The 2005 elections for parliament ended in a lopsided victory for Akayev's supporters, a result that sparked unrest in a nation already beset by persistent poverty and corruption. In March, opposition demonstrators seized control of the southwestern cities and regions of Jalal-Abad and Osh, and the uprising spread to Bishkek. As a result of the "Tulip Revolution," Akayev fled the country for Russia (and officially resigned the following month), and Kurmanbek Bakiyev, a former prime minister who had resigned in 2002 and then opposed Akayev, was appointed prime minister and acting president. Despite the supreme court's annulment of the elections, the departing parliament decided to accept the results, and the new legislators took office.

In the months leading up to the July, 2005, presidential election, the country experienced an increased level of civil unrest as the provisional government struggled somewhat to establish its control, and the unrest continued sporadically through the rest of 2005. The July vote resulted in a landslide victory for Bakiyev, who had agreed in May to appoint his most significant political rival—Felix Kulov, the provisional government's former security services coordinator—as prime minister. Kulov was confirmed as prime minister in September.

At the end of 2005, the political situation remained somewhat tenuous, with the president seeking to consolidate his power and influence despite his pledge to reduce his powers and parliament seeking to increase the prime minister's powers. Corruption and crime, meanwhile, had become worse than it had been under Akayev; reform efforts stalled; and by 2006 interethnic tensions and violence appeared to be increasing. Increased antiterror operations in SW Kyrgyzstan, directed mainly against Uzbeks, appeared in part designed to suppress an Uzbek campaign for enlarged civil rights and aggravated ethnic strains.

Unhappiness with Bakiyev led to several large demonstrations against him in 2006, and a loss of support in parliament. In May, 13 government ministers resigned after being criticized by the parliament, but then remained in office after meeting with the president. Omurbek Tekebayev, a former parliament speaker and opposition leader, was arrested in Poland in Sept., 2006, on drug charges, then was released when the heroin was determined to have been planted. The president's brother and the deputy director of the state security service were implicated in affair, which was seen as a government effort to discredit its opponents.

The president and parliament continued to joust over constitutional reform, with each side preferring that it have the stronger powers in any new national charter. In November, however, after a week of opposition demonstrations in the capital, parliament passed a compromise constitution that reduced the president's powers, and the president signed it. In December, Prime Minister Kulov's government resigned, ostensibly to accelerate the election of a parliament under the new constitution so that the new parliament might elect the prime minister (as required under the new constitution), but parliament subsequently adopted revisions to the November constitution that restored some of the president's lost powers and also allowed the president to appoint a new cabinet until a new parliament was elected. Bakiyev then twice appointed Kulov prime minister, but parliament refused to approve the choice.

In late Jan., 2007, a compromise choice, Azim Isabekov, the agriculture minister, was appointed prime minister and confirmed, but he resigned in March after the opposition, which had become increasing critical of the government, refused to join in a coalition. Bakiyev then appointed opposition politician Almazbek Atambayev as prime minister, but many in the opposition continued to resist joining a coalition government, mounting demonstrations instead and calling for the president to resign and parliament to dissolve. In May, 2007, there was an apparent attempt to poison the prime minister, possibly over a government decision to nationalize a semiconductor plant, but he survived after treatment.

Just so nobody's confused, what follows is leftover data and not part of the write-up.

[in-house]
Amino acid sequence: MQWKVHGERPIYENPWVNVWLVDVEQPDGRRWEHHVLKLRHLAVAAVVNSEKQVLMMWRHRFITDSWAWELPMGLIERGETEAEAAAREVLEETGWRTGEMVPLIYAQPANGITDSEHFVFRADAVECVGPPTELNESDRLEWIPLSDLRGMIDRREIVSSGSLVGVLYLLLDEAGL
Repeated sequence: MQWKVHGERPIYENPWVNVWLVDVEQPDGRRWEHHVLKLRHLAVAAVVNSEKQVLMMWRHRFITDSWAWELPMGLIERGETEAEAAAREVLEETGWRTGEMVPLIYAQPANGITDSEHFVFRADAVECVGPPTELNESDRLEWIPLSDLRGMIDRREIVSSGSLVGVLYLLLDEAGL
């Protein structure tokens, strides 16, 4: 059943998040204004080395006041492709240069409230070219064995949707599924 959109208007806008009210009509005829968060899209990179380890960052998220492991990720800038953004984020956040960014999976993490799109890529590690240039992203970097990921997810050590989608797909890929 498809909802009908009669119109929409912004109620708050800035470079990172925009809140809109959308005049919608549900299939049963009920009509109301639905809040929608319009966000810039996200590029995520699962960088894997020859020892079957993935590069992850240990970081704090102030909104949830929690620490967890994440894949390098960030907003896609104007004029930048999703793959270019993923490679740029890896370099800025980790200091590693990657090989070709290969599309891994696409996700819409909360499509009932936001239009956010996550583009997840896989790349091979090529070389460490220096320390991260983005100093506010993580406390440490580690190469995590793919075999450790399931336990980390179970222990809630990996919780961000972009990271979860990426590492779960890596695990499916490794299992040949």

In Sept., 2007, the constitutional court ruled that the 2006 amendments to the constitution were invalid because a referendum was required. The following month, however, a referendum approved the changes, but independent observers questioned the result, saying that there was evidence of an inflated turnout and ballot stuffing. Subsequently, parliamentary elections were called for December, which were won overwhelmingly by the president's Best Path Popular (Ak-Jol Eldik) party. The largest opposition party was denied any seats and accused the government of fraud; despite winning 8% of the vote nationally, the election commission said it failed to win the .5% required in each region. Western observers said the election failed to meet international standards and were critical of the regional vote requirement. Igor Chudinov was named prime minister. The government moved in Feb., 2009, to end U.S. use of the Manas air base; although Kyrgyzstan denied it, the action appeared linked to the country's receipt of $2 billion aid package from Russia. In June, however, the government agreed to a new lease on the base in return for increased rent and other aid. Bakiyev was reelected in July, but the campaign was criticized as unfair and the vote, which was denounced by the opposition as fraudulent, was marred by widespread irregularities and criticized by OSCE observers. Chudinov and the cabinet resigned in Oct., 2009, as Bakiyev undertook a major government reorganization that placed control of foreign affairs and security forces directly under the president; Daniyar Usenov, the president's chief of staff, succeeded Chudinov as prime minister.

In early 2010 Bakiyev faced growing criticism, even from his supporters, for moves against opposition politicians and independent media outlets. In April, protests that began in Talas spread to Bishkek and other northeastern cities, and when clashes in the capital resulted in the deaths of some 80 people, Bakiyev fled to his native Jalalabad prov. in W Kyrgyzstan. Opposition politicians proclaimed an interim government, with former foreign minister Roza Otunbayeva as its leader, and Bakiyev subsequently went into exile.